A challenging part of accounting can be bank reconciliation. For some accountants, accolades are fun, for others, it’s nothing more than a tedious bore. However we look at it, it is an accounting function that needs to be done. Checks that are processed late can bounce, if not enough provision has been made for it on the company’s books. But recons, or “checking the balance of the book,” is just as important to entrepreneurs.
Bank recognition is simply the “matching” of a balance on a bank statement, on a certain date, with the balance in your cash book.
Bank charges are added to cash book payments, outstanding checks are deducted, and outstanding deposits are added. Standing or debit orders are added to payments and hopefully the balances will agree. Businesses should budget for payments from cash book balances, not bank statement balances.
Many numbered people have some understanding of bank reconciliations. There are times when bank reconciliations cannot be balanced. And this could be attributed more to missing information than to the skills of the person doing the reconnaissance. In such cases, the bank statements must be reconstructed.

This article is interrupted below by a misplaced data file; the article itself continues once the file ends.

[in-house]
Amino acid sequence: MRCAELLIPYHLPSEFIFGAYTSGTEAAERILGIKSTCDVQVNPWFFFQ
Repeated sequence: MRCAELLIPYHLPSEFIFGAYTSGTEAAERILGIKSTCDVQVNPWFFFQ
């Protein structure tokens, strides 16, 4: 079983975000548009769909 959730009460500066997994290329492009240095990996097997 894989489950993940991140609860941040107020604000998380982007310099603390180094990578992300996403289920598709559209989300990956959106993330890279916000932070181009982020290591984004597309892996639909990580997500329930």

A bank statement for a particular period could consist of several pages depending on the size of the entity in question. If a page is missing, the reconciliation will not balance. Transactions on the missing page obviously impact the bank recognition result.
What if you know a page is missing and you are unable to contact the bank for new statements? Banks typically archive statements older than 6 months and it could cause delays when requesting copies.
Here are some guidelines on how to reformat your bank statements.
* Check the sequence of bank statements.
* If a statement is actually missing, the closing balance, on one page, will differ from the opening balance of subsequent statements. Calculate the difference.
* If a difference has been established, check your check stubs to link that amount to an unidentified check number on the statement.
* Check recurring payments, such as standing orders, from previous months and see if that amount cannot be linked to missing information.
* List all payments, have check stubs and standing order amounts. Deduct all payments and compare them to the ending balance. The variance could be unrepresented checks or bank charges.
* Some bank statements provide accurate details on how many checks were processed and the total amounts on the first page. This simplifies the process.
Bank reconciliations can be challenging, but fun.